By Nora Armani
Charles Aznavour, Shahnour Vaghinak Aznavourian, is no more. An era has come to an end. A great man has died, one who was the author of thousands of poems turned into songs that portrayed every single universal nuance of the human emotion of love. He was 100 percent French, he was 100 percent Armenian, he was 100 percent universal. He was bigger than life, and yes, he was 300 percent a man. He was above any national boundaries, because his sense of national belonging was not determined by geography or any historic limitations, but defined by the boundless limitless love that he sang of throughout his lifetime.
His songs were all about this love for his fellow human beings, about their qualities, but more importantly about their shortcomings and their flaws, that he depicted lovingly. He sang of all the outcasts, all the downtrodden, he sang of marginality, he sang of fulfillment in love, and also of unrequited love; he sang of poverty and made it sound romantic. He mocked the bourgeois values that trade love for social standing. He sang of a father’s love for his daughter, of a husband’s love for his wife despite her “letting herself go.” He sang of the non-hearing, he sang of impossible love of a teacher for his student, of his love for Paris, France and its traditions, the French language and its differences with English. He sang of all the women in his life, and in other peoples’ lives. He sang of love for art, for creation, for sexual preferences, gender roles. He sang of yesterday, today and even tomorrow, and he sang for his beloved Armenia and his Armenian people.
Yesterday, when I was young, his songs were the constant soundtrack of my dreams, of my loves and my aspirations. And even now, as I write these lines, his songs parade through my mind on a loop, bringing a smile to my face, joy to my heart, enriching me with a philosophical outlook but also leaving me with a bittersweet sadness because he is no longer with us.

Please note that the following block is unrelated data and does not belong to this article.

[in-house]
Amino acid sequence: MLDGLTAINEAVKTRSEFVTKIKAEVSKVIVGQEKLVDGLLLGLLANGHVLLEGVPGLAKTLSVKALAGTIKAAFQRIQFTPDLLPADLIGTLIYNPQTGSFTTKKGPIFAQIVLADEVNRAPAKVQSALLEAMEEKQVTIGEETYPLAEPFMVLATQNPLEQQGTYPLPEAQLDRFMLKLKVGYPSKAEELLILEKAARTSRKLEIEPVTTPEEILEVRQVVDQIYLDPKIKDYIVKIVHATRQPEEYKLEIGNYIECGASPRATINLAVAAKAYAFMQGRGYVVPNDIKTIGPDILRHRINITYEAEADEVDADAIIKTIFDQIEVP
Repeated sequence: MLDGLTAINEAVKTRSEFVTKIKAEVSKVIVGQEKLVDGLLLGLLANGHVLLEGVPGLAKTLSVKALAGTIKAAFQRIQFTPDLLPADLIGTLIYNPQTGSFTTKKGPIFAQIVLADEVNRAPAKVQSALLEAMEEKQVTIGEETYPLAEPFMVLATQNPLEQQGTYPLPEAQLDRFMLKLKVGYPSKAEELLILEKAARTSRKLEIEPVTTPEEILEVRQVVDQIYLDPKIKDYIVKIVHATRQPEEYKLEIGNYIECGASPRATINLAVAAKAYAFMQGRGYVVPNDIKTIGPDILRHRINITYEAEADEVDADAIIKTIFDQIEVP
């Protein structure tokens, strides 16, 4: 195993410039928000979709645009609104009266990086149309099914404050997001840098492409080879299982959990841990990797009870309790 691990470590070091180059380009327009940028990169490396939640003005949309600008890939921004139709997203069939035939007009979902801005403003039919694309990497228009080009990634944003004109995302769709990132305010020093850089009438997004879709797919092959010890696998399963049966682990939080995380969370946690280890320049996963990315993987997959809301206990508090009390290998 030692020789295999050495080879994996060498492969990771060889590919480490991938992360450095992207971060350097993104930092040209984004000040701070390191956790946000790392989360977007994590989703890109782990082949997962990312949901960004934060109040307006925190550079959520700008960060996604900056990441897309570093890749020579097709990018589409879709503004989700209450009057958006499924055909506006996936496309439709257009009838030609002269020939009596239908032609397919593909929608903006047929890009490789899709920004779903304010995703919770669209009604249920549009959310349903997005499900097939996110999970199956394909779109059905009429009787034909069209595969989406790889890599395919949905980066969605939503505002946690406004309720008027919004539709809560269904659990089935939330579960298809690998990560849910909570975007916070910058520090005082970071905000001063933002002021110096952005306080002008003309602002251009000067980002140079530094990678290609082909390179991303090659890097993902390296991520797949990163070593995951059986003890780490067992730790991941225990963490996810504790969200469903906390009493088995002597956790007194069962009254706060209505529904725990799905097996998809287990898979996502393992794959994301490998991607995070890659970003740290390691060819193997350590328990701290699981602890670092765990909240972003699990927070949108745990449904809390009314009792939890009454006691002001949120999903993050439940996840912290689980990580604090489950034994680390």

I am honored to have met him several times. The first of these encounters was back in Cairo in 1978 during his concert tour of Cairo and Alexandria. We were newlyweds with my then-husband Gerald Papasian, and we rushed to purchase tickets for his concert at the Gezira Club as soon as we heard he was coming. We were the first ones in front of the box office, so early that it had not opened yet. Later, we had the opportunity to meet him in person, and even perform his poems for him, in French, in English and in Armenian.
We had many opportunities to see him perform in concerts and years later when we moved to the US, we met him again socially, this time in Los Angeles, where he used to come often as he had a house there. With his sister Aida, brother-in-law Georges Garvarentz and a few other friends, we passed many intimate evenings and spoke of art, of performance, of love, of Armenians. He was our inspiration and our role model throughout these years and numerous encounters.